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Robert and Susannah typically spent evenings in separate chairs on either side of the fireplace—Robert usually with a book, the Bible more often than not, tipped so that he could read by the firelight, Susannah in her own chair, the day’s knitting and darning in the basket beside her. The comfortable smells of a home permeated every corner, from the slightly musty hay of the thatch above to the smoke-tinged earth from the cob. There was usually small talk, the casual, comfortable nothings that a man and woman shared regarding the events of their days.
Tonight was an exception. There was no small talk, only the crackling of the fire. Susannah's chair was empty and any of their neighbors would have been scandalized had they seen her curled in Robert’s lap in such a brazen fashion. Others would have been shocked by the sight of tears flowing unnoticed down Robert’s cheeks, dampening Susannah’s golden hair where it lay nestled beneath his chin. Tonight was the anniversary of the day the French had butchered his brother Edmund.
A knock at the kitchen door roused both of them from their mourning. Guests were expected to use the front door as a matter of preference, something each of their neighbors knew. Robert doubted it was the French come to take him away to join his brother at the wheel. Those bastards wouldn’t have bothered with the niceties of knocking. The door would have been kicked in, and Robert would be lying helpless on the ground while the French trussed him like a newly-killed deer.
Robert rose quietly and shook his head at Susannah, both answering the question in her eye and telling her to stay put. He didn’t know and he needed her out of potential danger.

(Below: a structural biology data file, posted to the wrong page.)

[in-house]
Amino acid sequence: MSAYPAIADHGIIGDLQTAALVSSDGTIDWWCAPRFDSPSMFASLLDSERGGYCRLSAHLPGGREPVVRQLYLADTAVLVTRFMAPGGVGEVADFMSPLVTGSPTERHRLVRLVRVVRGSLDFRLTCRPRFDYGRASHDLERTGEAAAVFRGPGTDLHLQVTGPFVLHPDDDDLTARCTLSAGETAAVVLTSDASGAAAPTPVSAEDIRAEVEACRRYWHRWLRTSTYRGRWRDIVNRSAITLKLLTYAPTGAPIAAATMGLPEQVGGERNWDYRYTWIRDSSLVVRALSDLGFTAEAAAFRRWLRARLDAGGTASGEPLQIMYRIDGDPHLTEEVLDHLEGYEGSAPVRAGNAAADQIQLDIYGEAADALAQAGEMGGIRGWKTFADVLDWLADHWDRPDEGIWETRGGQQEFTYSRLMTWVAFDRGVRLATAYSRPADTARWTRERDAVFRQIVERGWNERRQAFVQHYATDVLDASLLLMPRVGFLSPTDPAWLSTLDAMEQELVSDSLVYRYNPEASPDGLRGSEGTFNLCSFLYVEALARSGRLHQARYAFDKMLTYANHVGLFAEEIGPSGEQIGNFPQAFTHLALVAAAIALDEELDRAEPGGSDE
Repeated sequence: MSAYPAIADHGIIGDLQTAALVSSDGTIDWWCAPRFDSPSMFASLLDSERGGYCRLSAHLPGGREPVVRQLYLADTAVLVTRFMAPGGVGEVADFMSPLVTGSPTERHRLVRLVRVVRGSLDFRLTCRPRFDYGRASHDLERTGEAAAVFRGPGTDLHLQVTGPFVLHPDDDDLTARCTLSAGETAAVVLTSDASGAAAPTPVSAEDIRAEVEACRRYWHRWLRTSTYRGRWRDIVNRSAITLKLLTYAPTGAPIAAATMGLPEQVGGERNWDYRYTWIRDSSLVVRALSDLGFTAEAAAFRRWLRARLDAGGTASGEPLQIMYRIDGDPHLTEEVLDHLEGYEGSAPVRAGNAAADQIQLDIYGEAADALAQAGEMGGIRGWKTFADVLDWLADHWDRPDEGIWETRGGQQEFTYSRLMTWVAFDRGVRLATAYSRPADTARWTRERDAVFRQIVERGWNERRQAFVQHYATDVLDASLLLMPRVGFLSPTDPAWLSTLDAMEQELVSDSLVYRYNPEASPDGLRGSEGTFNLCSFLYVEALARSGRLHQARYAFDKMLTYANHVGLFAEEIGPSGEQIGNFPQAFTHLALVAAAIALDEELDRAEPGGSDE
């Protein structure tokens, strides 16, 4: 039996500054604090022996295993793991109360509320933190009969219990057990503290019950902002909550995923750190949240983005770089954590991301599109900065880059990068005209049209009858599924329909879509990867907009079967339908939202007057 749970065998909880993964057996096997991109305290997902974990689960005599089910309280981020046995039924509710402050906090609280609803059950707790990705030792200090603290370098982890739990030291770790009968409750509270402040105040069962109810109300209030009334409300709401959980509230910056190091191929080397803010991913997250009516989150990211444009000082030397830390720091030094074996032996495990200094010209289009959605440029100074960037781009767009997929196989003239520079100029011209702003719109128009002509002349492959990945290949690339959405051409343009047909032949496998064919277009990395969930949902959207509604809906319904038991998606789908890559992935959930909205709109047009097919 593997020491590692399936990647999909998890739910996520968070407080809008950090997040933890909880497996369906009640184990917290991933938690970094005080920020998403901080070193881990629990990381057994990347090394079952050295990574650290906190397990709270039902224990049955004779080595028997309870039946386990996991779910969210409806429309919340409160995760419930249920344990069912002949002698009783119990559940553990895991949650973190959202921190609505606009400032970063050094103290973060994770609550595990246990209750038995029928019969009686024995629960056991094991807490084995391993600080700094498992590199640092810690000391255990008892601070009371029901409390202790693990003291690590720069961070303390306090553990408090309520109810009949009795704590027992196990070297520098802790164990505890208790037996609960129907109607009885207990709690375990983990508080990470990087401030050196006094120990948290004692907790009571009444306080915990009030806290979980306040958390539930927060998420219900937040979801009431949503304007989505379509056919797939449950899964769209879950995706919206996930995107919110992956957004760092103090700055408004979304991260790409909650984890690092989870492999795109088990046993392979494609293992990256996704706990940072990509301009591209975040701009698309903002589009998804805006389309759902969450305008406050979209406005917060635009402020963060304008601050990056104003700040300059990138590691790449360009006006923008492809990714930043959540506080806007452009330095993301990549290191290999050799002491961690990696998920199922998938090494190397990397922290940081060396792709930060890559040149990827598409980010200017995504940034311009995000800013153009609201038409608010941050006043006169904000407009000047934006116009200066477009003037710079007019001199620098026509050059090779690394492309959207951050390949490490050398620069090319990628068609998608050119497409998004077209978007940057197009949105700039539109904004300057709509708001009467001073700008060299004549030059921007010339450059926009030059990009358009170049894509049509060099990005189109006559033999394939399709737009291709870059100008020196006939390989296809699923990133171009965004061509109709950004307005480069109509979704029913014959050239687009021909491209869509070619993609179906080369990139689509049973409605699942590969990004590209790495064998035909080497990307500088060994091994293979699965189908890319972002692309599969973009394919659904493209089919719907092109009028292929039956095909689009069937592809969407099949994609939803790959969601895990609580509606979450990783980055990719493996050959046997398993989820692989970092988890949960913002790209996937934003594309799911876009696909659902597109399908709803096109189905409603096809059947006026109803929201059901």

At the door, the visitor knocked again. It was a patient knock, neither hurried nor demanding. It was simply one soul wishing to request entrance from a host. Robert took a taper from the mantle, lit it from the fireplace and then made his way through the kitchen. He lifted the bar and allowed the door to swing open. The face in the light of the taper was the last one that Robert had expected.
“Nicholas Knapp.” It was something between a growl and a whisper. Emotions ran amok in his chest. He was certainly glad to see his brother-in-law and get news of his sister Elinor and Elizabeth, Edmund’s widow. However, pulling at the other end was the nagging suspicion that Nicholas had been the one to turn Edmund in to the French. It was the natural assumption. With Nicholas’ past and his flight from the town on the day of Edmund’s torture, the village had assumed that Nicholas was the one who reported to the French.
Anger began to override love and reason. Robert felt his face redden, and his fingers flinched as they began to curl into a fist.
“Nicholas.” Susannah’s polite voice cut through the tension, as she had intended it to. She was, most likely, just as conflicted as Robert as to Nicholas, yet her reaction to times like this awkward meeting was to rely on polite manners to defuse the tension. The more socially tense the situation, the more polite Susannah became. "How are Elinor and Elizabeth?"
Nicholas’ smile never wavered, and he gave a small bow to Susannah. “They are well. I’ll tell you all about them in exchange for a drink of water.” He eyed the table behind Robert meaningfully and Robert stepped aside, allowing Nicholas to enter the room and sit at the table.